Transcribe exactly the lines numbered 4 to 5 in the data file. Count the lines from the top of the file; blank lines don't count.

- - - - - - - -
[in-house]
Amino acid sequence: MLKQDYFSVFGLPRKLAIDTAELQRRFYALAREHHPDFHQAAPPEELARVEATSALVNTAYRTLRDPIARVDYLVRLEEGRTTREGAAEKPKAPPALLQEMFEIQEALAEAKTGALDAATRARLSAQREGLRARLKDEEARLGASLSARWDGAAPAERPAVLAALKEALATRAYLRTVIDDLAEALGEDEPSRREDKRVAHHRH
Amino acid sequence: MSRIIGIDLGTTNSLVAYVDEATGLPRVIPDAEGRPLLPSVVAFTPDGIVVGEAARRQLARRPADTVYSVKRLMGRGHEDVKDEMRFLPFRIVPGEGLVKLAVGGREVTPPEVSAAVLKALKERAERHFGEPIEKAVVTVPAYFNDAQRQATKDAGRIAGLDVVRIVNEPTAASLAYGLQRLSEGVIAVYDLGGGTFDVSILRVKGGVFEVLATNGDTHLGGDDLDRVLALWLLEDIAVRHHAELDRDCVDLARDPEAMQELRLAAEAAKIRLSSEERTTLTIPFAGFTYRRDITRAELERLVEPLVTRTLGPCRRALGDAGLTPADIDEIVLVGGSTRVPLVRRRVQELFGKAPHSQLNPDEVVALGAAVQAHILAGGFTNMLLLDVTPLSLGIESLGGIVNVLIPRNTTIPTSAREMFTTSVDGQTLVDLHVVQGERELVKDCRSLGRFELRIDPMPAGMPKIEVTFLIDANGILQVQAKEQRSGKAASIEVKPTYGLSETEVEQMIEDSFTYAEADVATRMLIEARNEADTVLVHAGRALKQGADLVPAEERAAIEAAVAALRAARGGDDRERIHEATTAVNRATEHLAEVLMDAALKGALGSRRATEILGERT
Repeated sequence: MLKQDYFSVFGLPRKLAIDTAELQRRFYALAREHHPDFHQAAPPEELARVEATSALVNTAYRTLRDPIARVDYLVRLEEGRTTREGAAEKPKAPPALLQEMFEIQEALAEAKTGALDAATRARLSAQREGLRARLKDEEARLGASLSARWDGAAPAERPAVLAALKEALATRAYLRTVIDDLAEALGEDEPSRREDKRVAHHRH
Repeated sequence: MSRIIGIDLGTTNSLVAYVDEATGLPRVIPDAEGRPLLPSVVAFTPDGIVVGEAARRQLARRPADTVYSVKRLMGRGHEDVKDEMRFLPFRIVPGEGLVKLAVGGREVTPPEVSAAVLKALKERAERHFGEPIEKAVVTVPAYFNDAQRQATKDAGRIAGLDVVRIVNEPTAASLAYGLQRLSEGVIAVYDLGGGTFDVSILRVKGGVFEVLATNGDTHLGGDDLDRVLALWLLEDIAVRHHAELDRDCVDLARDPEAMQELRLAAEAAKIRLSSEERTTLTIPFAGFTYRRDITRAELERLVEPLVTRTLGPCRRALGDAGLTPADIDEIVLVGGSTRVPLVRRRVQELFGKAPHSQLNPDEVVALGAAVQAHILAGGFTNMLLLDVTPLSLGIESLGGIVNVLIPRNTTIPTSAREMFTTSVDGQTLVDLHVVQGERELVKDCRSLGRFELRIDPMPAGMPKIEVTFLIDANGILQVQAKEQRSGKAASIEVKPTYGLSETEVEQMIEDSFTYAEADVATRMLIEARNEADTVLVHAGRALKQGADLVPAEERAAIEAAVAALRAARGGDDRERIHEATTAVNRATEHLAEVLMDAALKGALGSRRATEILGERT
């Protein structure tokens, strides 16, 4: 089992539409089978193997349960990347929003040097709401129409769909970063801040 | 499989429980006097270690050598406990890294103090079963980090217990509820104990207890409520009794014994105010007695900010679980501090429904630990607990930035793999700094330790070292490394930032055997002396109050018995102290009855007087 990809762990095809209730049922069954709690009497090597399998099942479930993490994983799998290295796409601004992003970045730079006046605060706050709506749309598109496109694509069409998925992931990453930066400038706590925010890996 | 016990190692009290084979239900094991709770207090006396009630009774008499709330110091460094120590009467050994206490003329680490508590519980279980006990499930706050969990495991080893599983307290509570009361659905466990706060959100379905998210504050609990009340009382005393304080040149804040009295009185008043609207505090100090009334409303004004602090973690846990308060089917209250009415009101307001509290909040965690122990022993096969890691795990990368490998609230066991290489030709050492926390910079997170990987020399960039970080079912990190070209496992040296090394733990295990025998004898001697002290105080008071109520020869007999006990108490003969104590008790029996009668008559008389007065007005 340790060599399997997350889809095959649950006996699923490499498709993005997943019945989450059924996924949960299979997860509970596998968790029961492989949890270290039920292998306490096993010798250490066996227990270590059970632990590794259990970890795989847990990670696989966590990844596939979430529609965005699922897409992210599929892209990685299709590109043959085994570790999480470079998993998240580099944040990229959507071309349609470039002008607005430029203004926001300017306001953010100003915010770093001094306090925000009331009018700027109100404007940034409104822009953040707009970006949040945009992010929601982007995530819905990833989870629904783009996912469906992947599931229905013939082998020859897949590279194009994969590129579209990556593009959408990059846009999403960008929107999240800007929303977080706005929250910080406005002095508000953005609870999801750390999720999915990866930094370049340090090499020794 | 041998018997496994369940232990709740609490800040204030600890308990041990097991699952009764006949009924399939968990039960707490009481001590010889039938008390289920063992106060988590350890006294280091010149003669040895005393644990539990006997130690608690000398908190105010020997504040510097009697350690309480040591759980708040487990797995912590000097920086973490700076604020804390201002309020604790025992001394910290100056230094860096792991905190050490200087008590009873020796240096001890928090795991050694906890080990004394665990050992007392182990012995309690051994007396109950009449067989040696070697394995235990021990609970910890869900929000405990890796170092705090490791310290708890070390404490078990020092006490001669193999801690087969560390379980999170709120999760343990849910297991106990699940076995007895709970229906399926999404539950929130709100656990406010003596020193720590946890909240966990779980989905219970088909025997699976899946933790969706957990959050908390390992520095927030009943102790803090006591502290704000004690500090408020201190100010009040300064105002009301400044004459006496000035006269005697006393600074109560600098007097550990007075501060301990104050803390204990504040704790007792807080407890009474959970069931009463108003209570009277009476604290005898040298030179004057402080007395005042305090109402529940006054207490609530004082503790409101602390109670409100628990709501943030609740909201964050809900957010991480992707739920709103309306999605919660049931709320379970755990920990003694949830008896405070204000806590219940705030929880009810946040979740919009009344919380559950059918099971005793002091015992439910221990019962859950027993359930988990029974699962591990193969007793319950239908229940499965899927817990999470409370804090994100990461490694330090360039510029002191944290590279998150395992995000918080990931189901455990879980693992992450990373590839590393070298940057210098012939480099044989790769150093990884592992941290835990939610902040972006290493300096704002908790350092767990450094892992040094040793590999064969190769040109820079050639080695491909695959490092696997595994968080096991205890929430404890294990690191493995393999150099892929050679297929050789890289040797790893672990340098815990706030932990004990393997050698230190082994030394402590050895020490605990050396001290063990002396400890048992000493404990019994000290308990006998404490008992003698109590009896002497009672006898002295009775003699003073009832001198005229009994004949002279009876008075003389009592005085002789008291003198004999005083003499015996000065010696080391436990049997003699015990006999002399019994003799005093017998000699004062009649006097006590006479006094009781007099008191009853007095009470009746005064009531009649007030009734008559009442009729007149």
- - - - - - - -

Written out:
Repeated sequence: MLKQDYFSVFGLPRKLAIDTAELQRRFYALAREHHPDFHQAAPPEELARVEATSALVNTAYRTLRDPIARVDYLVRLEEGRTTREGAAEKPKAPPALLQEMFEIQEALAEAKTGALDAATRARLSAQREGLRARLKDEEARLGASLSARWDGAAPAERPAVLAALKEALATRAYLRTVIDDLAEALGEDEPSRREDKRVAHHRH
Repeated sequence: MSRIIGIDLGTTNSLVAYVDEATGLPRVIPDAEGRPLLPSVVAFTPDGIVVGEAARRQLARRPADTVYSVKRLMGRGHEDVKDEMRFLPFRIVPGEGLVKLAVGGREVTPPEVSAAVLKALKERAERHFGEPIEKAVVTVPAYFNDAQRQATKDAGRIAGLDVVRIVNEPTAASLAYGLQRLSEGVIAVYDLGGGTFDVSILRVKGGVFEVLATNGDTHLGGDDLDRVLALWLLEDIAVRHHAELDRDCVDLARDPEAMQELRLAAEAAKIRLSSEERTTLTIPFAGFTYRRDITRAELERLVEPLVTRTLGPCRRALGDAGLTPADIDEIVLVGGSTRVPLVRRRVQELFGKAPHSQLNPDEVVALGAAVQAHILAGGFTNMLLLDVTPLSLGIESLGGIVNVLIPRNTTIPTSAREMFTTSVDGQTLVDLHVVQGERELVKDCRSLGRFELRIDPMPAGMPKIEVTFLIDANGILQVQAKEQRSGKAASIEVKPTYGLSETEVEQMIEDSFTYAEADVATRMLIEARNEADTVLVHAGRALKQGADLVPAEERAAIEAAVAALRAARGGDDRERIHEATTAVNRATEHLAEVLMDAALKGALGSRRATEILGERT